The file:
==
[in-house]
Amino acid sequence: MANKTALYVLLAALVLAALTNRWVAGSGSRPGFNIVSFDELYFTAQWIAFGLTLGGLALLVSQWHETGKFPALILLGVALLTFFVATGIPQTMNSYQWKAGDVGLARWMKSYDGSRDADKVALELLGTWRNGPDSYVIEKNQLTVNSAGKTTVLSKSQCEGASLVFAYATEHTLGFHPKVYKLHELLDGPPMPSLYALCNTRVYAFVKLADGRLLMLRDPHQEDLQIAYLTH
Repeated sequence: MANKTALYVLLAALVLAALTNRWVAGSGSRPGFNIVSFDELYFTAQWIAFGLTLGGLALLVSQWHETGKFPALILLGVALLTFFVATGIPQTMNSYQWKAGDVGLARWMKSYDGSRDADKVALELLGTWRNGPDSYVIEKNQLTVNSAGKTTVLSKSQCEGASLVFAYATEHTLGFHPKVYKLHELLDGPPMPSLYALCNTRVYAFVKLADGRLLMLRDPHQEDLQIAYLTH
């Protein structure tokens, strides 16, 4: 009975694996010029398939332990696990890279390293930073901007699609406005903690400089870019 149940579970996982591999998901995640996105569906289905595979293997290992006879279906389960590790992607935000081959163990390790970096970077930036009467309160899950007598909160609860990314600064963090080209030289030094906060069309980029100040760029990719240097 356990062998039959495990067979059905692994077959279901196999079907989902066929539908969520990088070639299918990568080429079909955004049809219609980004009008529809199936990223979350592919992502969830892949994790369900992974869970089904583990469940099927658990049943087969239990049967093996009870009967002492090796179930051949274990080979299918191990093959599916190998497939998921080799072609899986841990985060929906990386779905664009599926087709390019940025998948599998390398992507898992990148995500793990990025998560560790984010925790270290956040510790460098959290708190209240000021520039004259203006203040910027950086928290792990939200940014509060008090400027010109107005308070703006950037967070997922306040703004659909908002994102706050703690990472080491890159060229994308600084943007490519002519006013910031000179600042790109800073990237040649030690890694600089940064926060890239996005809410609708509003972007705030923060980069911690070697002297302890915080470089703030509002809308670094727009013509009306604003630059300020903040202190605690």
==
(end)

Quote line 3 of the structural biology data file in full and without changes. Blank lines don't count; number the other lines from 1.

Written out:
Repeated sequence: MANKTALYVLLAALVLAALTNRWVAGSGSRPGFNIVSFDELYFTAQWIAFGLTLGGLALLVSQWHETGKFPALILLGVALLTFFVATGIPQTMNSYQWKAGDVGLARWMKSYDGSRDADKVALELLGTWRNGPDSYVIEKNQLTVNSAGKTTVLSKSQCEGASLVFAYATEHTLGFHPKVYKLHELLDGPPMPSLYALCNTRVYAFVKLADGRLLMLRDPHQEDLQIAYLTH